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Breathing and asthma

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Asthma causes the airways of the lungs to narrow so people have difficulty in breathing. People with asthma have over-sensitive airways that become irritated by triggers such as pollen, house dust mites, pet hairs, exercise, smoke or even cold air. Asthma can also be triggered by stress. Someone who has asthma isn’t affected all the time. They may have attacks several times a day or only a few times a year.

During an asthma attack, the cells lining the bronchioles release chemicals called histamines. Histamines cause the lining cells to become inflamed, produce large amounts of mucus and swell. Histamines also make the muscles in the walls of the bronchioles contract. As a result of all these changes the airways narrow, making it very difficult to move air into and out of the lungs.

Bronch In Astham Attacks Copy

The changes in the bronchioles during an asthma attack can make it difficult to breathe

Contraction Of Bronch Muscles

The contraction of the bronchial muscles squeezes the airways and constricts them.

Measuring the effect of an asthma attack

Doctors can measure the effects of asthma attacks using a spirometer. The patient being tested breathes out as quickly as they can through a mouthpiece. The instrument produces a graph of the amount of air they breathe out and how quickly they do it (the Forced Expiratory Volume in one second or FEV1). A healthy person will be able to exhale over 75% of their total lung volume in less than a second. Someone affected by asthma or other lung conditions won’t be able to do this.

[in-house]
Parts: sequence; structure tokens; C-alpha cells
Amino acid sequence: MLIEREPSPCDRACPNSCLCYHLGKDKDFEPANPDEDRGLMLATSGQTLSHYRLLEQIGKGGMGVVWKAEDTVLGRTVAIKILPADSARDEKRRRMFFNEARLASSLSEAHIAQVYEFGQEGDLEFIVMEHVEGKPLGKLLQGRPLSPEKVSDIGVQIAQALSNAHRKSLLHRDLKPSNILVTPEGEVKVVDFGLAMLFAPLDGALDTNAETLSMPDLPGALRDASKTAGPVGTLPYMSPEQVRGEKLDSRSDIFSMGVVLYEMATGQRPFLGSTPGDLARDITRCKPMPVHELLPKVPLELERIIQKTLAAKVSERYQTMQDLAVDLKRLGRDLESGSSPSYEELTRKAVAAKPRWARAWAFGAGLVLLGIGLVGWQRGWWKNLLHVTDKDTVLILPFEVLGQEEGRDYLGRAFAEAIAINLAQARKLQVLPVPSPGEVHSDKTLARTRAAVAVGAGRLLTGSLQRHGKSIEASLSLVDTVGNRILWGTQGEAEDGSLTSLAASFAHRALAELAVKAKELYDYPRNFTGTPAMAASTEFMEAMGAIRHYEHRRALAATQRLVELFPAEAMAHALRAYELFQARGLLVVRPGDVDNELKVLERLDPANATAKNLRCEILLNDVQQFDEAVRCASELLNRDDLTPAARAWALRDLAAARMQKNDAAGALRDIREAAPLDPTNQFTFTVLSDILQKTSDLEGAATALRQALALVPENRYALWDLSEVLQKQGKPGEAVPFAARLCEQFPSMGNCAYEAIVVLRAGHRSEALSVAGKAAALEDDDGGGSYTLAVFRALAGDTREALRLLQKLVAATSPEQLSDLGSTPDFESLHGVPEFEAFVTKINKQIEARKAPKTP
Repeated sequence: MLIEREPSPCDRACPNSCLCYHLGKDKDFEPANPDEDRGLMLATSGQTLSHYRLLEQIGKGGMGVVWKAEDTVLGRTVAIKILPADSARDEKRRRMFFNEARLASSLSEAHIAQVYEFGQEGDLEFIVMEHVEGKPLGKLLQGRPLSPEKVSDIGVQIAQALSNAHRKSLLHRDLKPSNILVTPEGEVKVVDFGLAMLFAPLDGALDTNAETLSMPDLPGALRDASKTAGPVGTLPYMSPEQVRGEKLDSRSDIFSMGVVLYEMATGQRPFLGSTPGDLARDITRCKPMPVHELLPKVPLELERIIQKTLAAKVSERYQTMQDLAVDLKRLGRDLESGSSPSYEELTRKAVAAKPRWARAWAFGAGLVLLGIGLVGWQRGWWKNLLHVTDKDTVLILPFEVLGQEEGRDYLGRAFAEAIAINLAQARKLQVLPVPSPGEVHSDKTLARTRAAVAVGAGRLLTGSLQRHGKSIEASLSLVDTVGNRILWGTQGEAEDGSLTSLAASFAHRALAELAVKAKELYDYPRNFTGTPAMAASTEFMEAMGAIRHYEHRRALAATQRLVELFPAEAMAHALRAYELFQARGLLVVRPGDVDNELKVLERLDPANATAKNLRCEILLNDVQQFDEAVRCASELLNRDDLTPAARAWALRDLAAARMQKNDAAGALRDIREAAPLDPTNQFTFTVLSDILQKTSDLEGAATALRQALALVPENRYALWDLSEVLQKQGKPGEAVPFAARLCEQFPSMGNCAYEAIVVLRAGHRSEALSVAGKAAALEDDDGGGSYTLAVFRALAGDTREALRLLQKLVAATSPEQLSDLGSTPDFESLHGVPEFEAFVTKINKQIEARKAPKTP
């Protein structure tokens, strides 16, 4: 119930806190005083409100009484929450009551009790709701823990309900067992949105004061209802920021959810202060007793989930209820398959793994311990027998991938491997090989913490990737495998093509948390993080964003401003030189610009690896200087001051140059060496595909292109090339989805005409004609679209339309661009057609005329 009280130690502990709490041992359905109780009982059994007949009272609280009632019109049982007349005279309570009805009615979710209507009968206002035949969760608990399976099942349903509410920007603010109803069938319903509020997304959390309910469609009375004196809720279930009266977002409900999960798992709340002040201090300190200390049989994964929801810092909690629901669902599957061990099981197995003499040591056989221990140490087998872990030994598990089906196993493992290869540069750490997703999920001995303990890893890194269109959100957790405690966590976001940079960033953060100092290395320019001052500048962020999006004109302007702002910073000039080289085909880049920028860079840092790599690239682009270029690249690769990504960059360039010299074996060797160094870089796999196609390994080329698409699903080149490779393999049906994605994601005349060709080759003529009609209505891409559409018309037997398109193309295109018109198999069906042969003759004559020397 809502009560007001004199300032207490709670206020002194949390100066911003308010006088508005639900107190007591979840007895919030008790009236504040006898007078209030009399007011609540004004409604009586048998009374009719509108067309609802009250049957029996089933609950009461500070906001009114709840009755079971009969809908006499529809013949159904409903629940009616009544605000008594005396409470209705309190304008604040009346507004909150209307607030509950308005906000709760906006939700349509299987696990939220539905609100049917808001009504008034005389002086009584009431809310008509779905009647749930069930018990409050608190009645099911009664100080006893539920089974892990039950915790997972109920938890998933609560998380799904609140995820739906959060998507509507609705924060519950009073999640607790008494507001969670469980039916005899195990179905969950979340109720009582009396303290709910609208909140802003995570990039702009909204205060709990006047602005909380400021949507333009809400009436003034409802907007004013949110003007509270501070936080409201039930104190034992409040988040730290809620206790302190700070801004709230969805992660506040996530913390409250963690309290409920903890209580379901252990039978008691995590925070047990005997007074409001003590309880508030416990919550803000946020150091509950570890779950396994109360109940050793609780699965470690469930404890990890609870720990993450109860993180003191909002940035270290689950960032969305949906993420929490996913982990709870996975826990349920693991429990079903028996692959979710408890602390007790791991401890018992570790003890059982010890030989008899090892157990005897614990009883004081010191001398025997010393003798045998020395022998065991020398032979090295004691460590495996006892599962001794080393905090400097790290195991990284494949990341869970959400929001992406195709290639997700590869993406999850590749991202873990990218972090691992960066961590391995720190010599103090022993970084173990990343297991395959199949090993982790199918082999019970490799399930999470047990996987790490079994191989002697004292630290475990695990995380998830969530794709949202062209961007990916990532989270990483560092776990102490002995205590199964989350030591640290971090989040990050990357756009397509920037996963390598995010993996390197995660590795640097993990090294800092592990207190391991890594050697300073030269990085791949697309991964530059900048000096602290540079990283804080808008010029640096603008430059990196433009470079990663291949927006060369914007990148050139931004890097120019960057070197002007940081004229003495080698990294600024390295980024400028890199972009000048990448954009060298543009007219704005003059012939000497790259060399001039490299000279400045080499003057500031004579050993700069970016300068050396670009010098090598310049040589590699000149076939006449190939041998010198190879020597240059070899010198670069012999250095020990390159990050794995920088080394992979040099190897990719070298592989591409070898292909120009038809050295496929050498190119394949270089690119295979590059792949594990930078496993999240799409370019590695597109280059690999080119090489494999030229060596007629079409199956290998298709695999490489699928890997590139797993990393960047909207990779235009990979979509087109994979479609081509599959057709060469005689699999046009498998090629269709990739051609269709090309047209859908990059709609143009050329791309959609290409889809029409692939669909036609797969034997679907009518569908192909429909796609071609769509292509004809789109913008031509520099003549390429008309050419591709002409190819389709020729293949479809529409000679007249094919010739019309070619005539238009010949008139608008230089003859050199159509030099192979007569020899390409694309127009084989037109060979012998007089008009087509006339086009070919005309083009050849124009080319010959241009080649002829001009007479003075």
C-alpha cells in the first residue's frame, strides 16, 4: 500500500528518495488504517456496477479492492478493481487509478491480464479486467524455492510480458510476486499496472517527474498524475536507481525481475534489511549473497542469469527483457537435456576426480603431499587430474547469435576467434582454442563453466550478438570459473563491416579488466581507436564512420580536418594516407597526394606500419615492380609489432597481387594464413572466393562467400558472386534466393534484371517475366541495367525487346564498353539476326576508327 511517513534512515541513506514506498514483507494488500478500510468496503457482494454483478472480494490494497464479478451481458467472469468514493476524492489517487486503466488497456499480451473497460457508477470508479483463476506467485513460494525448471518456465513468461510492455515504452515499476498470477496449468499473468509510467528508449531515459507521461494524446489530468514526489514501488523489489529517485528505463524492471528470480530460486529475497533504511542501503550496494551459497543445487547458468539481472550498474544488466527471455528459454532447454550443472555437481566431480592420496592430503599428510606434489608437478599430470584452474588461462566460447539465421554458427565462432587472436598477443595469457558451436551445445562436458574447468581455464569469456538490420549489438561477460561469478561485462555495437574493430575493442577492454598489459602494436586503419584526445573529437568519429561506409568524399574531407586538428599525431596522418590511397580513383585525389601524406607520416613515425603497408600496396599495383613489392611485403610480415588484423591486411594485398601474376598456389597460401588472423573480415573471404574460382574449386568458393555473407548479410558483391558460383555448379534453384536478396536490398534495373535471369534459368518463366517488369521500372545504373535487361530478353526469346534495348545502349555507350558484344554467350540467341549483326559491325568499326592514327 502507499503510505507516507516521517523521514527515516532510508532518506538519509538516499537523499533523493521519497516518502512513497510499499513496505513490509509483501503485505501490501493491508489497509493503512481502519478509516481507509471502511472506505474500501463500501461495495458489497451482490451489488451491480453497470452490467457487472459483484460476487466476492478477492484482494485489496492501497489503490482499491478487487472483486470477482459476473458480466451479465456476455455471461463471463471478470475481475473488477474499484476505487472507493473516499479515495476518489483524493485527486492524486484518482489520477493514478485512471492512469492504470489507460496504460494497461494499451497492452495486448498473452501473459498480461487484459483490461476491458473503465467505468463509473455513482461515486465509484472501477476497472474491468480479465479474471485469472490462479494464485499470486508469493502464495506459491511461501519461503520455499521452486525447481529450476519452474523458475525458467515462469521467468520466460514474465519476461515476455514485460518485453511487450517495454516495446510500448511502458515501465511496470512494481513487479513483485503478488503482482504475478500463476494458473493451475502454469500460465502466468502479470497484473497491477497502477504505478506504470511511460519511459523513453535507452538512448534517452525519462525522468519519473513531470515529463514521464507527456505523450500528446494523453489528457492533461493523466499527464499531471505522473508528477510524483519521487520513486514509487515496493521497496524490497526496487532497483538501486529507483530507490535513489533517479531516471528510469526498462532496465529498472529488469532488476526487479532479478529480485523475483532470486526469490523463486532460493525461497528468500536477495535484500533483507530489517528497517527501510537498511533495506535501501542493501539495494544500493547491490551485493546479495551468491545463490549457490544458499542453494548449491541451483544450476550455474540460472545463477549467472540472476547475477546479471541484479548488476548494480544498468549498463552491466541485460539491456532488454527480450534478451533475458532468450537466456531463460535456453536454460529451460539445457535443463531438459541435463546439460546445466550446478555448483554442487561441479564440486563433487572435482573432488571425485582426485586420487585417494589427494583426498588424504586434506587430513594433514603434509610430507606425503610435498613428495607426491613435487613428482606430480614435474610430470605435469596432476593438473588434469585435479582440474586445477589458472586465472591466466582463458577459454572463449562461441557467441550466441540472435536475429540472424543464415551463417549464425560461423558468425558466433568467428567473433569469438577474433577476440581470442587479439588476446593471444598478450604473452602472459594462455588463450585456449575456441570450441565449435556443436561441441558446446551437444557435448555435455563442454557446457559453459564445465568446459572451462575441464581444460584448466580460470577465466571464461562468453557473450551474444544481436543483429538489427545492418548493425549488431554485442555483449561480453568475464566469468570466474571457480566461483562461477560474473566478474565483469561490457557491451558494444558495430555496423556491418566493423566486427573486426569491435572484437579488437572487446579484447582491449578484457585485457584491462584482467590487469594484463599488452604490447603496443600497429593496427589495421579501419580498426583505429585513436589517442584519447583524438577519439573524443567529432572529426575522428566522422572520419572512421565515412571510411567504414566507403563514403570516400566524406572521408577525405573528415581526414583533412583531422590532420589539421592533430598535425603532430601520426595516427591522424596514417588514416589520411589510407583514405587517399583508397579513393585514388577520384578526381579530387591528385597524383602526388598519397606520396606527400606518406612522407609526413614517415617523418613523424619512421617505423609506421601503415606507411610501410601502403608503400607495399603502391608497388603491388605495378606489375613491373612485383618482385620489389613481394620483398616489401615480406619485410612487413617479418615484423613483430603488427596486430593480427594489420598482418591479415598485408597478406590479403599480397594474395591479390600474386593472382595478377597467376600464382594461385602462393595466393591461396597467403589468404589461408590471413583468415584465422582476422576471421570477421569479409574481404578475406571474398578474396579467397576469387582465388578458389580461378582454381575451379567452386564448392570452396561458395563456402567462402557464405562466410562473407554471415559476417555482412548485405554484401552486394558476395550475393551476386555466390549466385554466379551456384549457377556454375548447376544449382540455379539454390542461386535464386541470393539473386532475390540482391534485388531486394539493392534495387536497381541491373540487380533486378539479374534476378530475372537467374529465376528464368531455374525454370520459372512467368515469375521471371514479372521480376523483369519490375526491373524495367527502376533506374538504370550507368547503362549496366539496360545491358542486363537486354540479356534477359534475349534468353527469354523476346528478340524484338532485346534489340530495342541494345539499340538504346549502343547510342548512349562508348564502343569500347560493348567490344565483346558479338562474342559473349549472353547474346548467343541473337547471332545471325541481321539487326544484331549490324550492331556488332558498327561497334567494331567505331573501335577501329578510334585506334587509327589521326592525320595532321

FEV1 Values

Graph comparing the FEV1 values of a healthy person and a person with asthma

Peak Flow Meter

Using a peak flow meter. (Photo credit: Ann Fullick)


People with asthma can also monitor their asthma using a simple instrument called a peak flow meter. This helps them to see how well their breathing system is working and adjust their medication if they need to.

Treating asthma

Asthma affects many people. In the UK, 1 in 11 children and 1 in 12 adults are affected by asthma. That’s around 5.4 million people in the UK alone who are being treated for asthma by their doctors – and 1.1 million of those are children. The good news is that for most people their asthma can be controlled very well by medication and by managing your lifestyle. In fact a surprising number of sporting heroes have asthma, including Laura Trott who won two gold medals in cycling at the 2012 Olympics. Asthma medicines are delivered straight into the breathing system using an inhaler.

There are two main ways of treating asthma:

  • Relievers are chemical compounds which give immediate relief of the symptoms of asthma. They are used when someone has an asthma attack. Relievers are drugs which are similar to the natural hormone adrenaline. Adrenaline is released in the body when you need to run away or fight. It attaches to active sites in the muscles of your airways and makes the muscles relax. This opens up (dilates) your airways so you can get more air in and out of your lungs. The relievers used by people with asthma work in a very similar way. When they are used during an asthma attack, they relax the bronchial muscles and open up the airways making it much easier to breathe.
  • Preventers are medicines which are taken regularly every day. They reduce the sensitivity of the lining of the airways and so make asthma attacks much less likely. Most preventers are steroids which are taken by inhalers.

If people with asthma use their medication and make sensible choices about their lifestyles, they can often control their asthma well. This means they can enjoy an active, healthy lifestyle with very few asthma attacks.

Treating Astham

Inhalers used to treat asthma deliver a measured dose of medicine straight to the areas where it is needed